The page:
Warsaw 1920

Warsaw 1920 (2008) by Adam Zamoyski is a crisp, incisive description of the conflict between the Soviet Union and Poland in 1920. The Polish-Soviet War is an interesting and important conflict because it could have led to Communism spreading throughout Europe and it was one of the first foreign wars the Soviet Union fought.

The Poles actually started the conflict by making a major push into Ukraine. The Soviets were also planning an attack at the time. The Poles saw a quick victory as the only way they would win. The Soviets repulsed the initial Polish attack and began to advance. Zamoyski potrays both sides as pretty chaotic and not cohesive forces. The Poles had just founded their army after the re-formation of Poland after WWI. The Polish army was an agglomeration of Poles who had fought with the Central Powers in WWI, those who had fought on the other side and those who had been Poles seeking a Polish state. As can be imagined, each group had a very different outlook. The Poles were led by Józef Piłsudski who managed to fuse the groups and who would later go on to lead a coup and become dictator of Poland.

The Soviet forces had, by 1920 been successful against the White Armies in the Russian civil war. They had begun to incorporate a sizable number of former of Czarist Officers and so were improving in leadership. However, due to the Soviets lack of trust in their generals each general would have a political officer attached who could keep tabs on the professional officers. Stalin, Lenin and Trotsky would all feature in the war. The Soviets thought that the Polish peasants and workers may rise up and support the Soviets. They did not. The Soviets saw advancing through Poland as a way to spread Communism throughout Europe.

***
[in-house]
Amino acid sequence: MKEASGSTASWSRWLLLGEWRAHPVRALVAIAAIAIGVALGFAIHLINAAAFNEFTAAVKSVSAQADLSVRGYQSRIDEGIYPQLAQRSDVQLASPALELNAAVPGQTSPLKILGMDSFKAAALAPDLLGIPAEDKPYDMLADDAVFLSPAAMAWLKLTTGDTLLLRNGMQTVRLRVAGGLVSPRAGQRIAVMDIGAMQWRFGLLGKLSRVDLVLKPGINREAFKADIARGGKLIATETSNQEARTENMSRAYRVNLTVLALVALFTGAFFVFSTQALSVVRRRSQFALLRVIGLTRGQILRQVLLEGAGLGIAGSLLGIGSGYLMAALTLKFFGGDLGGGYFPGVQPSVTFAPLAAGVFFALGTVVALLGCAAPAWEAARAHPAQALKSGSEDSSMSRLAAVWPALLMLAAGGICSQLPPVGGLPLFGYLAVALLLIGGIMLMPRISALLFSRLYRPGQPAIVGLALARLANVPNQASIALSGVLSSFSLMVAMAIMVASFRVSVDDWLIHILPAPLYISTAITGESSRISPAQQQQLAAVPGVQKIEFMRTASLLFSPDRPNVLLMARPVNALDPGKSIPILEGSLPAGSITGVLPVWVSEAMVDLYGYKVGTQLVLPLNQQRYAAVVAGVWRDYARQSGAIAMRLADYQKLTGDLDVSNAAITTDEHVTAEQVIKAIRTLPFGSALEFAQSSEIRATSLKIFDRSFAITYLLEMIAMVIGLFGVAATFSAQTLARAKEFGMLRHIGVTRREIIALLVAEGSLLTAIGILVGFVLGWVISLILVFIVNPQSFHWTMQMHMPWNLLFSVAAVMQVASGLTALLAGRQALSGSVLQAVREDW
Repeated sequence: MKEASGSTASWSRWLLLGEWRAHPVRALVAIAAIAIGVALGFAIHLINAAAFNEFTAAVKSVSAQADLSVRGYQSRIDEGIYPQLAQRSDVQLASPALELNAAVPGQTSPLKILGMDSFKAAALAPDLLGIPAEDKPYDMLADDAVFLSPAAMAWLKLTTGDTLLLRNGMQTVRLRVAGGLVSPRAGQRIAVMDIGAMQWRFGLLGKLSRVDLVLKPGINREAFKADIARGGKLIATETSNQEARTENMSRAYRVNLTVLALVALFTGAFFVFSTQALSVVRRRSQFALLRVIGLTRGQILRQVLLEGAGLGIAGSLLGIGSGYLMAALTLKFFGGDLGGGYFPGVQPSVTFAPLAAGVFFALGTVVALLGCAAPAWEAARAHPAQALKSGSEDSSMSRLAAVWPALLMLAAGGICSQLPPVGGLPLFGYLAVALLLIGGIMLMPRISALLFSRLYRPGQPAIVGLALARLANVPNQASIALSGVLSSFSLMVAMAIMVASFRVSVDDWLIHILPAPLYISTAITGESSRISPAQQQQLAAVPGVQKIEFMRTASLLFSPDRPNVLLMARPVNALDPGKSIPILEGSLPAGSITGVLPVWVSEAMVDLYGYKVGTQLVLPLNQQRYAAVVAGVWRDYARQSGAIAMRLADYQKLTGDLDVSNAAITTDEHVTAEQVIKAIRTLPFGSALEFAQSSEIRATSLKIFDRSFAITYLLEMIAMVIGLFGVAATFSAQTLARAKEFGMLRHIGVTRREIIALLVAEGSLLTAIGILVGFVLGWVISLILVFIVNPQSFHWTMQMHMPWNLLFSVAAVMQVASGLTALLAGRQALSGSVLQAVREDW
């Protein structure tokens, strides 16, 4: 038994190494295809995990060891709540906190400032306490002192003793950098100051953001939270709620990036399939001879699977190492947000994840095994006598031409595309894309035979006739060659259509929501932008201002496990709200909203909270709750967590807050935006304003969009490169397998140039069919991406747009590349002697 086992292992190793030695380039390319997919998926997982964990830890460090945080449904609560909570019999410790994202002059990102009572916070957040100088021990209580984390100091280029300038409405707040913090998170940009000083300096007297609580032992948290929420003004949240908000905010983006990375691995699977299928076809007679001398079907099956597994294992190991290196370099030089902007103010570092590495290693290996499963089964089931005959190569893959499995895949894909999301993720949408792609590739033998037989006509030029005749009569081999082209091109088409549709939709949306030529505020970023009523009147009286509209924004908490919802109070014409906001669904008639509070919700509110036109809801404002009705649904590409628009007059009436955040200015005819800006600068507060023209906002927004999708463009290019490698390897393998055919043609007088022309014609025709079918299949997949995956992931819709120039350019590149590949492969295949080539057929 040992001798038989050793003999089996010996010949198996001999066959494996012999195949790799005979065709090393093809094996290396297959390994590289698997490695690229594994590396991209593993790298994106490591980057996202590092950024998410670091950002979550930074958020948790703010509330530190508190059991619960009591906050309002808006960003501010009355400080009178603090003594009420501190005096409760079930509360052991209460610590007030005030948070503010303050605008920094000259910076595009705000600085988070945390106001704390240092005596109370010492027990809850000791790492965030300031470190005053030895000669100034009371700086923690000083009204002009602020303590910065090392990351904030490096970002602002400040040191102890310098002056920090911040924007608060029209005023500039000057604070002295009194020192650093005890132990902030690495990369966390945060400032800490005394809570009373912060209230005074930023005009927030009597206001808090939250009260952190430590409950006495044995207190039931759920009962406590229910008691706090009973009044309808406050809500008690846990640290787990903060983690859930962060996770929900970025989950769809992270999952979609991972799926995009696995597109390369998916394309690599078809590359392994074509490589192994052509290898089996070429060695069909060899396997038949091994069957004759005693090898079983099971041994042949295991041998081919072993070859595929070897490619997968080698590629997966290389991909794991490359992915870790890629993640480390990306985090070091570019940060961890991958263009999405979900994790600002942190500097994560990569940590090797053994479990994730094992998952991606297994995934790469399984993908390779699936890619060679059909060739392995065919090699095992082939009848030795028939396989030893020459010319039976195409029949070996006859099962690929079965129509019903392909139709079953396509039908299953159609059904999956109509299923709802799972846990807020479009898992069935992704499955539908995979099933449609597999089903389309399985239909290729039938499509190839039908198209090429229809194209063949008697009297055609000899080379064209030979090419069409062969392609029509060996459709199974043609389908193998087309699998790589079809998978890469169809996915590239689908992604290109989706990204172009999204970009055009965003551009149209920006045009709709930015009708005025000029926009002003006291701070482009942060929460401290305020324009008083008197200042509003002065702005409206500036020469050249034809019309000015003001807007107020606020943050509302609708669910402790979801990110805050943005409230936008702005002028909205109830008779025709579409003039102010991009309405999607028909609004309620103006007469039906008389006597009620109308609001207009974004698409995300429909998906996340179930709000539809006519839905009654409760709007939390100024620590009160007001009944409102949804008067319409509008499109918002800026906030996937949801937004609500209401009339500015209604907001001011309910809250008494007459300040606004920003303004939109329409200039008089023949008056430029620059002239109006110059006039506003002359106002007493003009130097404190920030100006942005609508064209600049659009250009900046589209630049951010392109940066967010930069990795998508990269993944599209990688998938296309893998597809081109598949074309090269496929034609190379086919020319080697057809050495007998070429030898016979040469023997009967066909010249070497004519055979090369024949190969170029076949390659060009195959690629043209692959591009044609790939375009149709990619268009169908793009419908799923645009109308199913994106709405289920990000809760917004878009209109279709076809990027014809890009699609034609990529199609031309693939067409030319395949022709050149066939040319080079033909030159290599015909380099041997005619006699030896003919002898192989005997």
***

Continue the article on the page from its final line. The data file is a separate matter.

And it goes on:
Initially the Soviet advance was rapid and the Polish retreat badly organized and it appeared that Poland would be occupied but the Poles turned the tide. The Soviet advance on Poland failed and Piłsudski’s counter attack smashed the Soviet forces and drove them back outside the Polish borders.

After the conflict the lessons that warfare could be rapid rather than the slow trench warfare of WWI were largely ignored, possibly because the two sides were regarded as not very strong adversaries. In retrospect the conflict would provide something of a template for the massive, rapid movements on WWII.

The book is a good summary of the conflict and is appealingly short. The conflict is shown to have been surprisingly important because it stopped the expansion of Communism at a time when Europe was weak and Communism could have taken hold. Zamoyski’s book is well worth a read for anyone interested in the era and in Polish history.



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